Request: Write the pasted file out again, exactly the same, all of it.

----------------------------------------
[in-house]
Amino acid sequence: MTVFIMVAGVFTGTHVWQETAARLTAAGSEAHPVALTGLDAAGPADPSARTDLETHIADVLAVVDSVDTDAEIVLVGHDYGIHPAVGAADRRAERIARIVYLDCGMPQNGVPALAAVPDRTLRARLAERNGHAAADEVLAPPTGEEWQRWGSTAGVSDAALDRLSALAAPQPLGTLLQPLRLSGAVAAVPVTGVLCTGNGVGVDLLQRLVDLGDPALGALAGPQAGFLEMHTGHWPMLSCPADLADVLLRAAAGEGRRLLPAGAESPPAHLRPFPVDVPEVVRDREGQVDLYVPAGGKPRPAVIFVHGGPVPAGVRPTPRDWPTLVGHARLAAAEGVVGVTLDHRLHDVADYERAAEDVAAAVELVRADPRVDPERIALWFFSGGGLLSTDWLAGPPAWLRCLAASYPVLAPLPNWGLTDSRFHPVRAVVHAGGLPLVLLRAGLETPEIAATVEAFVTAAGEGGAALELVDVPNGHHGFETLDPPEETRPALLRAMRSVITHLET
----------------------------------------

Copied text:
[in-house]
Amino acid sequence: MTVFIMVAGVFTGTHVWQETAARLTAAGSEAHPVALTGLDAAGPADPSARTDLETHIADVLAVVDSVDTDAEIVLVGHDYGIHPAVGAADRRAERIARIVYLDCGMPQNGVPALAAVPDRTLRARLAERNGHAAADEVLAPPTGEEWQRWGSTAGVSDAALDRLSALAAPQPLGTLLQPLRLSGAVAAVPVTGVLCTGNGVGVDLLQRLVDLGDPALGALAGPQAGFLEMHTGHWPMLSCPADLADVLLRAAAGEGRRLLPAGAESPPAHLRPFPVDVPEVVRDREGQVDLYVPAGGKPRPAVIFVHGGPVPAGVRPTPRDWPTLVGHARLAAAEGVVGVTLDHRLHDVADYERAAEDVAAAVELVRADPRVDPERIALWFFSGGGLLSTDWLAGPPAWLRCLAASYPVLAPLPNWGLTDSRFHPVRAVVHAGGLPLVLLRAGLETPEIAATVEAFVTAAGEGGAALELVDVPNGHHGFETLDPPEETRPALLRAMRSVITHLET